On this day eighty years ago, with no possibility of escape, and death in a Nazi concentration camp a near-certainty, Walter Benjamin took a fatal overdose of morphine.

He stood on the frontiers of Europe on the night of 25 September 1940 facing the inevitability of his death. He had come to Portbou, a Spanish border town in the hills of Catalonia seeking passage to Portugal, and then on to the United States and safety. But the Spanish authorities informed him that he would be returned to German-occupied France the next day. A German Jew, an intellectual, and a Marxist, Benjamin well knew what that would mean.

He had been on the move since 1933 seeking safe haven, finally settling in his beloved Paris. Friends and colleagues who had fled to the United States had urged Benjamin to follow them across the Atlantic, but he would not come. He was utterly committed to European civilization and, right up to the Nazi invasion of France, he could not conceive that Europe would fall to barbarism and genocide. “Besides,” Hannah Arendt noted in Men in Dark Times, “nothing drew him to America, where, as he used to say, people would probably find no other use for him than to cart him up and down the country to exhibit him as the ‘last European.’”

I used to wonder how so many central European Jews, intellectuals, and leftists could have waited so long to escape Nazi and fascist Europe in the 1930s. There were practical, legal, logistical and financial barriers to emigration, but those were hurdles to be overcome, and not impenetrable obstacles. If my reading of central European history and literature shows anything, it is that many of these German, Austrian, and Hungarian Jews, intellectuals, and leftists, though worried and anxious, did not even try to leave Europe until it was almost, and more often absolutely too late.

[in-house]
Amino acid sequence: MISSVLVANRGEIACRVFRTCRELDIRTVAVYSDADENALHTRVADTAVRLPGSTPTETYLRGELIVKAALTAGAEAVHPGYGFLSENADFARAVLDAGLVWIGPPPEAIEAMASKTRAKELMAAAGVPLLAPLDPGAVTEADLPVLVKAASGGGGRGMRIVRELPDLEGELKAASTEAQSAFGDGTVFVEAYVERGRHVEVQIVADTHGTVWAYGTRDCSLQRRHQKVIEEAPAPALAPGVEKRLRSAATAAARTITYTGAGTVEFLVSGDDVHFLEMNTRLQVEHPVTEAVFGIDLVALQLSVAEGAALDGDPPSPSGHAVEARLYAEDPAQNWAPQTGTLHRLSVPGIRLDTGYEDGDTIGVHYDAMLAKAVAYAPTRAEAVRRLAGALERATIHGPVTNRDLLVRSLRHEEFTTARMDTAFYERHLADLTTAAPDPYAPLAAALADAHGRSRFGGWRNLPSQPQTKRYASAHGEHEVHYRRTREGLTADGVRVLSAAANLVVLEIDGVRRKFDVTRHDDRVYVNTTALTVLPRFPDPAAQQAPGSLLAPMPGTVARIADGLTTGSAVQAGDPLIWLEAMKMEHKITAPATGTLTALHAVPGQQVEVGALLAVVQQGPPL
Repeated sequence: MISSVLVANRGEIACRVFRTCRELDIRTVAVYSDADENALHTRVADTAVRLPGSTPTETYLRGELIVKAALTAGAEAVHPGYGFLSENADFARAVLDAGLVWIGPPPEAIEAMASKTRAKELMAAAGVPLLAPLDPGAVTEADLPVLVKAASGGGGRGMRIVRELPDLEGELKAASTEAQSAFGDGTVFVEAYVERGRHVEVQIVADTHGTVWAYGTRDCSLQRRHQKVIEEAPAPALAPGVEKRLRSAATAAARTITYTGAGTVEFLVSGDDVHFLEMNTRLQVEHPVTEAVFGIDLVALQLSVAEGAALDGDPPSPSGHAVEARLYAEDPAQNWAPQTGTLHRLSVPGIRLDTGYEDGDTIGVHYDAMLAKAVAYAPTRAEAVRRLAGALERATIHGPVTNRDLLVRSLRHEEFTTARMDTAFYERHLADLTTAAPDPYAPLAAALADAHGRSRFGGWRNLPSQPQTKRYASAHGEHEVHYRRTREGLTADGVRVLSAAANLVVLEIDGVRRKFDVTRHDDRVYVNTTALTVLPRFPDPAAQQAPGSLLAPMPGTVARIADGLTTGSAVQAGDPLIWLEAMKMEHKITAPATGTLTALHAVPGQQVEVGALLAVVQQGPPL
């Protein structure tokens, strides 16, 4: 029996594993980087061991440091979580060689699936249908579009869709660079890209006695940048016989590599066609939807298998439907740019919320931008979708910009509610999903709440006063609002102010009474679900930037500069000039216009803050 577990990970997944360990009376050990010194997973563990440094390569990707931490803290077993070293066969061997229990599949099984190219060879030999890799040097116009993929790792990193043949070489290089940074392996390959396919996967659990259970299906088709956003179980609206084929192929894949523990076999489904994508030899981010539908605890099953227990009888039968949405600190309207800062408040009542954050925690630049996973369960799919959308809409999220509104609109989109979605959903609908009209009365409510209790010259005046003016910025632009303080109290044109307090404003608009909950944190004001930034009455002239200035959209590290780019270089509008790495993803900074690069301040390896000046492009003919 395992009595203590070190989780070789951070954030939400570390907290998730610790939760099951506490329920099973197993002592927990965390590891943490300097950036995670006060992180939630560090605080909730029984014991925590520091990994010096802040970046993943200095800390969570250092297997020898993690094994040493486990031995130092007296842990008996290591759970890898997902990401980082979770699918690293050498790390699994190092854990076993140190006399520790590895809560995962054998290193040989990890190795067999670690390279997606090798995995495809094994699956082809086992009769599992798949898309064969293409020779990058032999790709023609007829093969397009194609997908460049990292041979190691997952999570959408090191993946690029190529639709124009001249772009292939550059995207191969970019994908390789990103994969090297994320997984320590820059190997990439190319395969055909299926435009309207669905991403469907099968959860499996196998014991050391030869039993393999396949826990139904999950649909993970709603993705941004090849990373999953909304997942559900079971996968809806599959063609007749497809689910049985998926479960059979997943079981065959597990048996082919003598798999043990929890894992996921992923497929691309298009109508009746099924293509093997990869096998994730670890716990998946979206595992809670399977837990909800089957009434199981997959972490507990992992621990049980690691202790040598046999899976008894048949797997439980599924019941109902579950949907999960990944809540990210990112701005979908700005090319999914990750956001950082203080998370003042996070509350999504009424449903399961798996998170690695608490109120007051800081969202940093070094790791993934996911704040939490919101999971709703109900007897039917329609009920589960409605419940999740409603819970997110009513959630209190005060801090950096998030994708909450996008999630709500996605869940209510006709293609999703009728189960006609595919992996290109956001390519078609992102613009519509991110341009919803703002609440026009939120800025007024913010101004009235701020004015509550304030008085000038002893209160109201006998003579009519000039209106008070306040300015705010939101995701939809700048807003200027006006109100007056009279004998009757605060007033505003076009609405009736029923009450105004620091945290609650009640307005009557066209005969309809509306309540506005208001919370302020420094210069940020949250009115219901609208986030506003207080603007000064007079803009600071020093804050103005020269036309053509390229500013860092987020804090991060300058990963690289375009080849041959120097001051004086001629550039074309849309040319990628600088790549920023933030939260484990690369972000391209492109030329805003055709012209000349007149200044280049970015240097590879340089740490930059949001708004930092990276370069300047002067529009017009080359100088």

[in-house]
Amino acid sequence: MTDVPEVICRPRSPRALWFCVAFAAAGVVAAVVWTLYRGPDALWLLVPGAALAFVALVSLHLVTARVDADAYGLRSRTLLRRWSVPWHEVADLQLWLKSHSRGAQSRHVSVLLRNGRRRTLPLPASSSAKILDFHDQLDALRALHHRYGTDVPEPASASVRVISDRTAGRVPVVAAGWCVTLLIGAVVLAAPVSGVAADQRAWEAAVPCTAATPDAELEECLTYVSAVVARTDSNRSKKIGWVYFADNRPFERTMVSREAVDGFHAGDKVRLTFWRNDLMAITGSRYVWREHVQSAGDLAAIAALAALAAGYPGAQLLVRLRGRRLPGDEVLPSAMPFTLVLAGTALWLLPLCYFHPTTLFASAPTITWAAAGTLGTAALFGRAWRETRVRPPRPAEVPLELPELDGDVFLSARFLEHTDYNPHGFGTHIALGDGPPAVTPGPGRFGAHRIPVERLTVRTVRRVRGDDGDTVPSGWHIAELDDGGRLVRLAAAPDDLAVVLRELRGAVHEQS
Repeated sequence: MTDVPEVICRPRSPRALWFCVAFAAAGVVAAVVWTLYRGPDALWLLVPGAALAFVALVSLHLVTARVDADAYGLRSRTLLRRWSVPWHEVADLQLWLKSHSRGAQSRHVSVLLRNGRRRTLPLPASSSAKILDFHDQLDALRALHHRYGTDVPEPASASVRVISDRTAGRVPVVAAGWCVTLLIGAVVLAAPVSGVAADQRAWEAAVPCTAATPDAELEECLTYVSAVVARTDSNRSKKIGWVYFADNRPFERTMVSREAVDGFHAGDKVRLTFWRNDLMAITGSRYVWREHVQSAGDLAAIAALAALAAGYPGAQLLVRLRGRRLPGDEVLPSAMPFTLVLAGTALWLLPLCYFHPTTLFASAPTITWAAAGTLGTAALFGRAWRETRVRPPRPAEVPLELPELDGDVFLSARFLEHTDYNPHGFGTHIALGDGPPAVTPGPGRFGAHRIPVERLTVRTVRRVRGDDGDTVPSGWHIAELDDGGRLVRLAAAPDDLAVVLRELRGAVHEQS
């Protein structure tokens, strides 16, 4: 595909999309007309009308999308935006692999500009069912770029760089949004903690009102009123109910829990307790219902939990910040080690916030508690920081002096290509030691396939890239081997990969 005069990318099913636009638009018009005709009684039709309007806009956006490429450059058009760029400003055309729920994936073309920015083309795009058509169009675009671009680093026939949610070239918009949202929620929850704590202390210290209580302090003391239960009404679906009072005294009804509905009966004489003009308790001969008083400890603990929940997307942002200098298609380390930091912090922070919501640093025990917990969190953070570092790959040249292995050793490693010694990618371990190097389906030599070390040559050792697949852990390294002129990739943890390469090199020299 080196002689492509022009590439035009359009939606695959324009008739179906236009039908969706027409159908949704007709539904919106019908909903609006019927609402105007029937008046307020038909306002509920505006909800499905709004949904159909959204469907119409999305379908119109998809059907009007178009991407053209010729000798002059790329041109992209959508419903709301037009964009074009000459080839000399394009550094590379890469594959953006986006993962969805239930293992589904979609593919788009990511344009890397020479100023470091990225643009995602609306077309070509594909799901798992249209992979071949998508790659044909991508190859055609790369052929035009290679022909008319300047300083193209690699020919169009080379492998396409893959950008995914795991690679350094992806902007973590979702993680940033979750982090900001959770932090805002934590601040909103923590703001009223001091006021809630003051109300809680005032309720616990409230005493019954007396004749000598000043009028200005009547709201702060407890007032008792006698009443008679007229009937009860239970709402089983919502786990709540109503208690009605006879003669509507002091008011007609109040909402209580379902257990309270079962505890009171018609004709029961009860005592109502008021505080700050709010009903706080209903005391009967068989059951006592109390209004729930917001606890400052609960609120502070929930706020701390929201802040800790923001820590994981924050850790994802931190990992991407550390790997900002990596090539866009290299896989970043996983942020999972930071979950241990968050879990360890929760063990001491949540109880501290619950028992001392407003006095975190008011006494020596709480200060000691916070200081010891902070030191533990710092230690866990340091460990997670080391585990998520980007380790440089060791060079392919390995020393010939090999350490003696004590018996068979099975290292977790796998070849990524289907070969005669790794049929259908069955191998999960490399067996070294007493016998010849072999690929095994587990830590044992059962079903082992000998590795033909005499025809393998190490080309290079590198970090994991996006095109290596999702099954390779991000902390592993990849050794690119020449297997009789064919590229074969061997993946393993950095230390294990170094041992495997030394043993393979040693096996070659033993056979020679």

In hindsight, they appear naïve, foolish, or too trusting. Yet, we excuse them that they could not possibly have conceived at the time of atrocity on the scale of the Holocaust. “I must admit that in 1933 and 1934, none of us in Germany and Austria would have contemplated the possibility of one hundredth part, one thousandth part of what was about to break over us a little later,” Stefan Zweig wrote in his memoir The World of Yesterday. I wish I could believe it.

The truth is that every European who could read a book already knew, in 1933, of King Leopold’s Congo, of the genocide of the Herero and Namaqua people in German South West Africa, of the extermination of the Indigenous people of North America. They would have known about the Armenian Genocide from their newspapers, and Arnold Toynbee, and even Henry Morgenthau’s reports of a “campaign of race extermination.” The horror of the Holocaust was certainly conceivable to literate Europe, only the scale and the deliberateness were different.